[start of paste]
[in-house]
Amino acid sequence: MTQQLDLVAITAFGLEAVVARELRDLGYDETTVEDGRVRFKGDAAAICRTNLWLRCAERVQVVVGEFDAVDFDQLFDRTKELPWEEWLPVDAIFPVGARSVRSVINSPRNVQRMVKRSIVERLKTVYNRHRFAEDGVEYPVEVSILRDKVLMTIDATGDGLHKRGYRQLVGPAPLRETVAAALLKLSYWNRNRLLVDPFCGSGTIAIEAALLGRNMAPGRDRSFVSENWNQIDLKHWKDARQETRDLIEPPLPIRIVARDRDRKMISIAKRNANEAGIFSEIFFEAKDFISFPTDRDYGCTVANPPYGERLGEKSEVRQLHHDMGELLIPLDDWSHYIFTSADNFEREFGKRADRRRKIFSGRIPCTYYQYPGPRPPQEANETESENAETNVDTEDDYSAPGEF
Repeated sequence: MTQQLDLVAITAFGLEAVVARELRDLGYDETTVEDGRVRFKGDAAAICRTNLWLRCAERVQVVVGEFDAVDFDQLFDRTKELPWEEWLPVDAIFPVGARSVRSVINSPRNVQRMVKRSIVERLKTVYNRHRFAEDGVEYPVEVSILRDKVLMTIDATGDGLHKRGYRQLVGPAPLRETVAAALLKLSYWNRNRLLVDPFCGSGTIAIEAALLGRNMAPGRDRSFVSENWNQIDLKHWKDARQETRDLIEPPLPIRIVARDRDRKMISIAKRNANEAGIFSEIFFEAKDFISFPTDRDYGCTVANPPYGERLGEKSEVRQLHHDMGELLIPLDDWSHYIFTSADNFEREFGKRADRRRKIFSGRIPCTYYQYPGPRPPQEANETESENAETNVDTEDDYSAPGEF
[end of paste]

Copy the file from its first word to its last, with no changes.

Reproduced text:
[in-house]
Amino acid sequence: MTQQLDLVAITAFGLEAVVARELRDLGYDETTVEDGRVRFKGDAAAICRTNLWLRCAERVQVVVGEFDAVDFDQLFDRTKELPWEEWLPVDAIFPVGARSVRSVINSPRNVQRMVKRSIVERLKTVYNRHRFAEDGVEYPVEVSILRDKVLMTIDATGDGLHKRGYRQLVGPAPLRETVAAALLKLSYWNRNRLLVDPFCGSGTIAIEAALLGRNMAPGRDRSFVSENWNQIDLKHWKDARQETRDLIEPPLPIRIVARDRDRKMISIAKRNANEAGIFSEIFFEAKDFISFPTDRDYGCTVANPPYGERLGEKSEVRQLHHDMGELLIPLDDWSHYIFTSADNFEREFGKRADRRRKIFSGRIPCTYYQYPGPRPPQEANETESENAETNVDTEDDYSAPGEF
Repeated sequence: MTQQLDLVAITAFGLEAVVARELRDLGYDETTVEDGRVRFKGDAAAICRTNLWLRCAERVQVVVGEFDAVDFDQLFDRTKELPWEEWLPVDAIFPVGARSVRSVINSPRNVQRMVKRSIVERLKTVYNRHRFAEDGVEYPVEVSILRDKVLMTIDATGDGLHKRGYRQLVGPAPLRETVAAALLKLSYWNRNRLLVDPFCGSGTIAIEAALLGRNMAPGRDRSFVSENWNQIDLKHWKDARQETRDLIEPPLPIRIVARDRDRKMISIAKRNANEAGIFSEIFFEAKDFISFPTDRDYGCTVANPPYGERLGEKSEVRQLHHDMGELLIPLDDWSHYIFTSADNFEREFGKRADRRRKIFSGRIPCTYYQYPGPRPPQEANETESENAETNVDTEDDYSAPGEF